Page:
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A funny thing happened on my way to San Pedro

Posted by Tall Ships America on August 20, 2008

Written by Karen

 

Early Monday morning, Jesse and I departed Channel Islands Harbor aboard Lynx, sailing in tandem with Bounty, Seaward, and Californian on our way to safe anchorage at Santa Cruz Island. Soon after getting underway, however, Bounty’s crew found the wind unfavorable for square-rigging, so they furled her sails and motored off into the distance, leaving Californian, Seaward, and Lynx to coast side-by-side under moderate wind for most of the afternoon.

As the three ships approached the protected harbor on the northern side of the island, the trusty breeze died down considerably, and Californian and Seaward announced over the radio that they would surrender to the evening lull and motor the rest of the way into anchorage. Unwilling to strike sail just yet, Captain Craig and our Lynx crew bid farewell to the other two ships, and continued on to the eastern coast of the island in search of stronger winds.

Captain Craig assigned me to the helm just as we rounded the eastern tip of the island and our sails began to fill. The harsh California sunlight had waned to a rich, golden glow that bathed the dramatic, rocky coastlines of the Channel Islands in magnificent late afternoon chiaroscuro. With orders to steer “full and by,” Captain Craig left it to me to find Lynx’s delicate point of balance on a close-haul. I used the same skills that I learned sailing my grandfather’s 12-foot Sunfish to maintain equilibrium between the schooner’s massive sail-area and her seemingly unfathomable keel. I concentrated on keeping the helm from turning up to weather and soon we were heeling over as the weight of the evening breeze pressed against our sails.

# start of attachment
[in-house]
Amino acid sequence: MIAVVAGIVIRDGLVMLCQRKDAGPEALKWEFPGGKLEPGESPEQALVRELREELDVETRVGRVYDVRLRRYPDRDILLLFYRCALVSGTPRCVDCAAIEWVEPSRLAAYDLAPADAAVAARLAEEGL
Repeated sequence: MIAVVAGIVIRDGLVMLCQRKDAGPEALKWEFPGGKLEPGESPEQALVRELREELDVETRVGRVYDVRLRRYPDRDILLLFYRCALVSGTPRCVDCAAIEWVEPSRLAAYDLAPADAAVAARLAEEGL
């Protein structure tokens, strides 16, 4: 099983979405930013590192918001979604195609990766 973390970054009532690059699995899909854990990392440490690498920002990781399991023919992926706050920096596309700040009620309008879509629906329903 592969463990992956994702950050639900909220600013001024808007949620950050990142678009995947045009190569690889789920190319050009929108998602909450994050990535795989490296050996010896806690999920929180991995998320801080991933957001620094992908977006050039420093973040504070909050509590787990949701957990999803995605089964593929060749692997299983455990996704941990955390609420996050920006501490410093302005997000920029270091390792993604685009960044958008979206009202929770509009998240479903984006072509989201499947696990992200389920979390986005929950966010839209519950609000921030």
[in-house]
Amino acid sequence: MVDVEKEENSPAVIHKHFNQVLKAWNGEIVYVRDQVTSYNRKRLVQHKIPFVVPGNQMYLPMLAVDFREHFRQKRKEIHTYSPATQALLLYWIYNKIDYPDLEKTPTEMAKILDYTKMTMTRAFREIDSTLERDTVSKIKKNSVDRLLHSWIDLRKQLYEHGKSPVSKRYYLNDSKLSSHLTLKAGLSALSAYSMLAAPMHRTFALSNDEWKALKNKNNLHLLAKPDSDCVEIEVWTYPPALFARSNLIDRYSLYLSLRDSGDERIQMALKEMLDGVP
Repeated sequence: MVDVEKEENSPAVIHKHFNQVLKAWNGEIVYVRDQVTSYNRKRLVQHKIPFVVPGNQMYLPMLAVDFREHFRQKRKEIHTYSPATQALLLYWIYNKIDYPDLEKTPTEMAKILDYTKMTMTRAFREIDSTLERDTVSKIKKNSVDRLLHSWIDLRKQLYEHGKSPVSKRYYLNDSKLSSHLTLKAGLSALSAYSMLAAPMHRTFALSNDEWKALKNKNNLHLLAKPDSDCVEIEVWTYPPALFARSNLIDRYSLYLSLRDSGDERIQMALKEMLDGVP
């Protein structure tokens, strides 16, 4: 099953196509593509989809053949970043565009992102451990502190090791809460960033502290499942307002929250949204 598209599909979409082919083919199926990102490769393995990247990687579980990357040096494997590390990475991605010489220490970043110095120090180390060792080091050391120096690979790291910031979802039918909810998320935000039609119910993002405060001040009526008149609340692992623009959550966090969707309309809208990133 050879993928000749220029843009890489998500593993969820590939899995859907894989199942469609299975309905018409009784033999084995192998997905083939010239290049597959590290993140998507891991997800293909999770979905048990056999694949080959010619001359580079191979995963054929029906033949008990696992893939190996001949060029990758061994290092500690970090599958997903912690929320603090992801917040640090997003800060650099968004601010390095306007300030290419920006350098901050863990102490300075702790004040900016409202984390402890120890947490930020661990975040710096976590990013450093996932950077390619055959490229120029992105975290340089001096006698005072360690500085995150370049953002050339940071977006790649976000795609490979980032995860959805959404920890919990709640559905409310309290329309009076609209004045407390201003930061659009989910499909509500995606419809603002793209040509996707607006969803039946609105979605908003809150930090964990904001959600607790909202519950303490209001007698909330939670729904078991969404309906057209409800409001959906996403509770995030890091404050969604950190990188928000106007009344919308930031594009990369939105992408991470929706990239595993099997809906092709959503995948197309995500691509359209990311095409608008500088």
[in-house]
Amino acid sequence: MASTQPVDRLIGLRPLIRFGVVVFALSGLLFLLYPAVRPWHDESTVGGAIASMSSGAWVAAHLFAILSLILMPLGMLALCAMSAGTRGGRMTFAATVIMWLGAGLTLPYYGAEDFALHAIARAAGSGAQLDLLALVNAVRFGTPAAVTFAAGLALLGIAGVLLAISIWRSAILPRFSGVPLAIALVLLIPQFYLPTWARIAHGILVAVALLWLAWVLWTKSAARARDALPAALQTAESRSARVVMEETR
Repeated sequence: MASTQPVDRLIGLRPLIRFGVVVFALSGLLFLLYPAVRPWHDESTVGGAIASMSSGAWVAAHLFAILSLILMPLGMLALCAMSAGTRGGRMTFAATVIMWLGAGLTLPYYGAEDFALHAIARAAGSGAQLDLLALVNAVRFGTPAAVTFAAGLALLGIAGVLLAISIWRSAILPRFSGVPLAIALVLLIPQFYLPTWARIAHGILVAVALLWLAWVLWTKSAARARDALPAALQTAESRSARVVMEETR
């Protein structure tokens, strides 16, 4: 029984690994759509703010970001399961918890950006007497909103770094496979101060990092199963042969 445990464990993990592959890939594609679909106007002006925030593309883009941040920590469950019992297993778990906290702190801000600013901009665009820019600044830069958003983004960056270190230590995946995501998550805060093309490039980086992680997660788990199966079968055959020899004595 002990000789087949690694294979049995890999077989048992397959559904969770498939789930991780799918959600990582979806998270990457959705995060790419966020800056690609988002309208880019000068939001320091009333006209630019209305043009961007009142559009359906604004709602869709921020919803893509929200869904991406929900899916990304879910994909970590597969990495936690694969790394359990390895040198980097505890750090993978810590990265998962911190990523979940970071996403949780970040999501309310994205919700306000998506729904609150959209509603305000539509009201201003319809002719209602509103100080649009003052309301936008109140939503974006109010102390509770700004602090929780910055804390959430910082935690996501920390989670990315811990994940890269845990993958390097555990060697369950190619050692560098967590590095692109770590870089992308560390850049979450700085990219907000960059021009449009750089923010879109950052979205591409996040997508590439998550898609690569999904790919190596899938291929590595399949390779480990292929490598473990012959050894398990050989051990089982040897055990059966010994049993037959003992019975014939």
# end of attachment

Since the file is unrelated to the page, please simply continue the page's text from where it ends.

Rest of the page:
We suddenly spotted Bounty on the horizon, making her way to anchorage from the east, and Captain Craig ordered me to sail out to greet her. We tacked back and forth, beam-reaching on alternate port and starboard tacks, all the time getting closer and closer to Bounty. We tacked one final time, and Captain Craig took over the helm as I rushed forward to grab my camera, which was stowed in the foc’sle. Everyone gathered on the starboard side as we blasted by Bounty, only about twenty feet off our beam, waving and shouting to our friends up in the rigging.

                                           BOUNTY  crew waving from the rigging

 

Capt. Craig and BOUNTY

 

Still reeling from our exciting fly-by sail, we turned Lynx towards the anchorage. We rounded the eastern tip again, this time from the south, and approached the harbor under full sail. We quickly lost momentum, however, as the wind died down and our sails began to luff in the protected harbor. Though we gradually slowed to a gentle float, the Lynx crew was too proud to switch on the ships’ motor in front of Californian and Seaward, who had surrendered over an hour ago to dying winds. Saul, the first mate, thus ordered six of the crew (myself included) to tie a line to Lynx’s bowsprit, and row the 100-ton ship the rest of the way with the wooden dinghy. When we had successfully rowed the ship to its anchorage, we cruised laps around Seaward and Californian, and their crews gathered on deck and applauded our efforts.

What a day! Exhausted from the exhilarating afternoon, we chowed down on dinner, and quickly retired to our bunks. My arms ached and my head spun as I struggled to fall asleep that night, already looking forward to whatever adventures the next day might have in store.

 

 

 

 

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